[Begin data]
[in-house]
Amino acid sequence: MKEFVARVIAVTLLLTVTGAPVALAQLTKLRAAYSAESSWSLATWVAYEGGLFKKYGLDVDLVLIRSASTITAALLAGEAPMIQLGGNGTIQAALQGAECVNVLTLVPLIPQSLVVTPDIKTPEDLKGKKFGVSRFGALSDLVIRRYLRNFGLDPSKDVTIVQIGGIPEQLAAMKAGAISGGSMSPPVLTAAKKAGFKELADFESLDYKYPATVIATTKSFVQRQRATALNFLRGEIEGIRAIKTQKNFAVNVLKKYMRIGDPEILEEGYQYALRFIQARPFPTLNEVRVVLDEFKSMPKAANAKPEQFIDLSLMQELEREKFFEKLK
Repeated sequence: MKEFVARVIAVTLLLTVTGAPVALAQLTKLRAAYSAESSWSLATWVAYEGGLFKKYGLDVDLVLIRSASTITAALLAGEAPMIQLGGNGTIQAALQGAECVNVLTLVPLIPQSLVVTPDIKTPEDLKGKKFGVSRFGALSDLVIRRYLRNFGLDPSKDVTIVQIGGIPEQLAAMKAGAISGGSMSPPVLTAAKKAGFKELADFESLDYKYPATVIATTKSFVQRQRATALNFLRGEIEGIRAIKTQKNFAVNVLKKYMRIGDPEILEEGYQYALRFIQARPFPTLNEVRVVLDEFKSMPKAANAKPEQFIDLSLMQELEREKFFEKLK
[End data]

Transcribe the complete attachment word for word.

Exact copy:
[in-house]
Amino acid sequence: MKEFVARVIAVTLLLTVTGAPVALAQLTKLRAAYSAESSWSLATWVAYEGGLFKKYGLDVDLVLIRSASTITAALLAGEAPMIQLGGNGTIQAALQGAECVNVLTLVPLIPQSLVVTPDIKTPEDLKGKKFGVSRFGALSDLVIRRYLRNFGLDPSKDVTIVQIGGIPEQLAAMKAGAISGGSMSPPVLTAAKKAGFKELADFESLDYKYPATVIATTKSFVQRQRATALNFLRGEIEGIRAIKTQKNFAVNVLKKYMRIGDPEILEEGYQYALRFIQARPFPTLNEVRVVLDEFKSMPKAANAKPEQFIDLSLMQELEREKFFEKLK
Repeated sequence: MKEFVARVIAVTLLLTVTGAPVALAQLTKLRAAYSAESSWSLATWVAYEGGLFKKYGLDVDLVLIRSASTITAALLAGEAPMIQLGGNGTIQAALQGAECVNVLTLVPLIPQSLVVTPDIKTPEDLKGKKFGVSRFGALSDLVIRRYLRNFGLDPSKDVTIVQIGGIPEQLAAMKAGAISGGSMSPPVLTAAKKAGFKELADFESLDYKYPATVIATTKSFVQRQRATALNFLRGEIEGIRAIKTQKNFAVNVLKKYMRIGDPEILEEGYQYALRFIQARPFPTLNEVRVVLDEFKSMPKAANAKPEQFIDLSLMQELEREKFFEKLK